Are you looking for a healthy snack or a light lunchbox dessert? Energy balls are all the rage right now; and they’re perfect for a snack to keep children (or adults!) going until the next meal.
Many of the popular recipes are crammed full of nuts which aren’t always welcome in schools - so check out this simple nut free option.
Follow a recipe; follow food safety & hygiene rules; tidy away; use measuring spoons and cups; use balance/digital scales.
Blender, Weighing Scales, Measuring Spoons, Chopping Board.
Ingredients (makes 10):
- 70g pumpkin seeds
- 20g puffed rice/wheat
- 80g dates (stoneless)
- 1/2 tsp turmeric
- 1/2 tsp cinnamon
- 1 heaped tsp of cocoa powder
- 1 tsp vanilla extract
- 1/2 tsp runny honey
- 1 tbsp orange juice
- Blend half of the pumpkin seeds in a blender to dust like consistency and put aside.
- Put the remainder of the pumpkin seeds in the blender, with the puffed rice and dates, and blend.
- Add the remaining ingredients and blend until sticky.
- With wet hands take small amounts of the mixture and mould into 10 balls.
- Roll the balls in the ground pumpkin seeds.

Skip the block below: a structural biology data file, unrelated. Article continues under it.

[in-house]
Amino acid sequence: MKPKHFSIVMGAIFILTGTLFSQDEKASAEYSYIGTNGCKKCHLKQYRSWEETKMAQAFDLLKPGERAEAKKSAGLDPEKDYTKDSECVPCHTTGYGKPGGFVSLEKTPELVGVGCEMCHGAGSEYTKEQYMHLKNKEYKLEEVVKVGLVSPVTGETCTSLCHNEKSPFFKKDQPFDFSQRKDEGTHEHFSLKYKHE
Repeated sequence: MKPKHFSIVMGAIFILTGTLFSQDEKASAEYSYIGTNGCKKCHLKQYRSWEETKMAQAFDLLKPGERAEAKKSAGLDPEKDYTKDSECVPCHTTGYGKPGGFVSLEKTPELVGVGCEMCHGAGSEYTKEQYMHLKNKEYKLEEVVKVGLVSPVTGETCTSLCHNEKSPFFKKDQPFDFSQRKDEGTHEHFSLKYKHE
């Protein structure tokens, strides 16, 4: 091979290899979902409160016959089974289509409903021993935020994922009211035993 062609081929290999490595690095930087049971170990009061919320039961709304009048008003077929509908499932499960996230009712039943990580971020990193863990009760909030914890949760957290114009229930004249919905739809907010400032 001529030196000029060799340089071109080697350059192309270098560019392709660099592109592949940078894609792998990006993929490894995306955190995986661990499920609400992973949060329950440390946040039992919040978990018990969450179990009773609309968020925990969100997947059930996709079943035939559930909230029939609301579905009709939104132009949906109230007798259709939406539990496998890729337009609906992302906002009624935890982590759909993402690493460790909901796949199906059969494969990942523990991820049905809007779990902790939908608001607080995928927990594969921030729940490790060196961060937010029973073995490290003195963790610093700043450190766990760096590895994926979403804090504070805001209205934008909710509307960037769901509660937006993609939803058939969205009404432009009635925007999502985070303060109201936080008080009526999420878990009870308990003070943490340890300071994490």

- Place in a suitable container and leave to set in the fridge.
These will keep for around 2 weeks if stored appropriately in the fridge.
So thinking about nut free energy balls ...
Dates are a type of fruit. With around 60 per cent of their weight coming from sugar they are one of the sweetest and stickiest fruits around! They are a good source of iron and B vitamins and are high in fibre.
Pumpkin Seeds are a fabulous source of protein and iron. They are also high in unsaturated vegetable oils and an excellent source of vitamin E and zinc - wow!! Oh and they also provide fibre!
|-||Energy||268kJ / 64kcal||3%|
per 20g serving
% of an adult's reference intake
Typical values per 100g: Energy 1340kJ / 321kcal
A traffic light system is used on nutrition labels to make it easier to see which foods and drinks are lower in calories, fat, sugar and salt. Try and choose more ‘greens’ and ‘ambers’ and fewer ‘reds’, and stick to smaller portions of ‘reds’.
Just because a recipe or a food has a red traffic light doesn’t mean you shouldn’t eat it. Understanding why a food or recipe might have a red light can be helpful. For example oily fish is high in total fat and so any recipe containing oily fish is likely to be ‘red’ for fat. But it is recommended that we eat oily fish at least once a week because the type of fat it contains is beneficial for our health.
% Reference Intakes are also shown. Reference Intakes are guidelines about the approximate amount of particular nutrients and energy required for a healthy diet (based on an average-sized woman doing an average amount of physical activity). Most children will require less than these Reference Intakes. The contribution of one serving of a food or drink to the Reference Intake for each nutrient is expressed as a percentage.